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Accordingly alike appears aspects awakened bard bear witness beauty century character characteristic characterized charm Christian Church classical classical antiquity conception contemporaries Dante death deities Divina Commedia divine doubtless drama earth elements embodied England English poet enthusiasm Erinyes Eschylus eternal Euripides exquisite Faerie Queene faith Faust feeling genius giving expression glory Goethe grand harmony heart heaven Hebrew Hellas Hellenic highest Homeric honour human hymns ideal Iliad immortal influence inspired intense interest attaches Jehovah king literature Lope de Vega Lord master-works Matthew Arnold Max Müller Mediæval Medieval mind moral moreover nature nevertheless noble Odysseus passages passionate period Petrarch poem poet poet's poetic poetry political principle proclaimed prophets psalms recognized regarded religion religious represented reverence Revolution Roman Rome sentiments Shakespeare Shelley song Sophocles soul spirit striking supreme sympathy thee thou tion translation triumph truth universal utterances verse wherein wonderful Zeus
Page 255 - I would not have a slave to till my ground, To carry me, to fan me while I sleep, And tremble when I wake, for all the wealth That sinews bought and sold have ever earned.
Page 106 - I am the LORD, and there is none else, there is no God beside me: I girded thee, though thou hast not known me: That they may know from the rising of the sun, and from the west, that there is none beside me. I am the LORD, and there is none else. I form the light, and create darkness: I make peace, and create evil: I the LORD do all these things.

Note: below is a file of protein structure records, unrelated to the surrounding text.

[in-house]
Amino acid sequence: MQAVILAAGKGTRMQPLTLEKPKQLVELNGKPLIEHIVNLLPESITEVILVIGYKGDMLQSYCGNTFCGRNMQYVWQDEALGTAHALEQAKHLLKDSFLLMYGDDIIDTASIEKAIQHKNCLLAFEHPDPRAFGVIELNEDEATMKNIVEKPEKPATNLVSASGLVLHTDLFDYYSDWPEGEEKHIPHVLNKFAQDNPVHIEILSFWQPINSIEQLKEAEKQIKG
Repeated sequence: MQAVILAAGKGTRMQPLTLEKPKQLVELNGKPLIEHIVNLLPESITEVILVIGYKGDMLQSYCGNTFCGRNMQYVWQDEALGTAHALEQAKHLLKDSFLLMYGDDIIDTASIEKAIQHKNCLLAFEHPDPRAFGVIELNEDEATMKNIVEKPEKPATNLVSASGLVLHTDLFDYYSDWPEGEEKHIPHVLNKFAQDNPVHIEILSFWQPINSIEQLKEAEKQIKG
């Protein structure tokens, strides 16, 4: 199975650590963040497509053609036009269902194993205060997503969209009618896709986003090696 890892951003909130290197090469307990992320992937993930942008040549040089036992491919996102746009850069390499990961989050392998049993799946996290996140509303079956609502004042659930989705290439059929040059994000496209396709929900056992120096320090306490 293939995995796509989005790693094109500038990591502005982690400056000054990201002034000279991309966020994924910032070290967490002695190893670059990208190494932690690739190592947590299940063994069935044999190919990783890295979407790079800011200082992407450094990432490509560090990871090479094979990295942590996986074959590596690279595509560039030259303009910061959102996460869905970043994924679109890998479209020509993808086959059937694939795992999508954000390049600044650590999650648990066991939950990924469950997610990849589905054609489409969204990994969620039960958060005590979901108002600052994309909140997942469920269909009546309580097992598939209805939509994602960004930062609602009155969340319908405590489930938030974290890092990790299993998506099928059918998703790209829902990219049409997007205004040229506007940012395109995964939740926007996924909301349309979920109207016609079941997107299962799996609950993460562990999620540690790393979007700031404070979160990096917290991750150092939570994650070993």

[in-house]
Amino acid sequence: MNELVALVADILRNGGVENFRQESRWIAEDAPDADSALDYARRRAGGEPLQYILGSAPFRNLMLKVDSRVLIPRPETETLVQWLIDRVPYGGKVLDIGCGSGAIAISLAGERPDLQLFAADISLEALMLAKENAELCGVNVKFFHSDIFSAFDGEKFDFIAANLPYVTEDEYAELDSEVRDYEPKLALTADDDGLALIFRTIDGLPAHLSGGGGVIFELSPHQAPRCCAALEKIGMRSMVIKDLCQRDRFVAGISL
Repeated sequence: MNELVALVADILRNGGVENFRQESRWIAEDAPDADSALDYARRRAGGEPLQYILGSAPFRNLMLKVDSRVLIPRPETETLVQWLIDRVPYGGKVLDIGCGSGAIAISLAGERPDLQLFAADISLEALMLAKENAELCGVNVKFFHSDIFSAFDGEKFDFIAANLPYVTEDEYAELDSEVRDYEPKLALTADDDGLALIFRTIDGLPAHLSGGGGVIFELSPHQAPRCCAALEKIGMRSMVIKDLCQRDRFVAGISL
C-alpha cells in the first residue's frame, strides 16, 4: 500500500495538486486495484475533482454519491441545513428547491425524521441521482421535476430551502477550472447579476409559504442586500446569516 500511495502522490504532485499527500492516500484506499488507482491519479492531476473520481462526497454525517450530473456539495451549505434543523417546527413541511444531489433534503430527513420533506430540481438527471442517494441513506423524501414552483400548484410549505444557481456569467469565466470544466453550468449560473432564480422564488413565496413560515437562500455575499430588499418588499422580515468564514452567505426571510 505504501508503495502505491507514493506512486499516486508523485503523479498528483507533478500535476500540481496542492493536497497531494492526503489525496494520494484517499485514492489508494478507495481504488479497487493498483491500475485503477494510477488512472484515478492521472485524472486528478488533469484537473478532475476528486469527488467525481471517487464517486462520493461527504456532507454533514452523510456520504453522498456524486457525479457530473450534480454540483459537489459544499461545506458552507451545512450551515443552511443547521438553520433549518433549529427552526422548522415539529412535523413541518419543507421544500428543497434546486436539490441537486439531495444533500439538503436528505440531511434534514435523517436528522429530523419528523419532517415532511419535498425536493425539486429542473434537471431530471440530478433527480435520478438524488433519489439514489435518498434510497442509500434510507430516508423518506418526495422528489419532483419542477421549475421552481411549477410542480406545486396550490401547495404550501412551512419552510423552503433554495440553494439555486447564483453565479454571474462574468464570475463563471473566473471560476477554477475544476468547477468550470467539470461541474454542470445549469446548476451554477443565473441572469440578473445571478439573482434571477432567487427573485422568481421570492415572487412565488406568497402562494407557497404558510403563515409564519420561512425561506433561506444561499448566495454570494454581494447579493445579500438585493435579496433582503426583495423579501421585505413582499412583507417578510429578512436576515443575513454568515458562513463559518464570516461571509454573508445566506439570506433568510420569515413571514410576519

Page 210 - In the corrupted currents of this world Offence's gilded hand may shove by justice, And oft 'tis seen the wicked prize itself Buys out the law...
Page 291 - To fetters, and the damp vault's dayless gloom— Their country conquers with their martyrdom, And Freedom's fame finds wings on every wind.
Page 105 - Enlarge the place of thy tent, And let them stretch forth the curtains of thine habitations : Spare not, lengthen thy cords, and strengthen thy stakes ; For thou shalt break forth on the right hand and on the left; And thy seed shall inherit the Gentiles, And make the desolate cities to be inhabited.
Page 275 - In our halls is hung Armoury of the invincible Knights of old : We must be free or die, who speak the tongue That Shakespeare spake; the faith and morals hold Which Milton held.
Page 283 - O Lady! we receive but what we give And in our life alone does Nature live: Ours is her wedding garment, ours her shroud! And would we aught behold of higher worth, Than that inanimate cold world allowed To the poor loveless ever-anxious crowd, Ah! from the soul itself must issue forth A light, a glory, a fair luminous cloud Enveloping the Earth And from the soul itself must there be sent A sweet and potent voice, of its own birth, Of all sweet sounds the life and element!
Page 276 - Stern Lawgiver! yet thou dost wear The Godhead's most benignant grace; Nor know we anything so fair As is the smile upon thy face: Flowers laugh before thee on their beds And fragrance in thy footing treads; Thou dost preserve the stars from wrong; And the most ancient heavens, through thee, Are fresh and strong.
Page 389 - I would help him but cannot, the wishes fall through. Could I wrestle to raise him from sorrow, grow poor to enrich, To fill up his life, starve my own out, I would— knowing which, I know that my service is perfect. Oh, speak through me now! Would I suffer for him that I love? So wouldst thou— so wilt thou!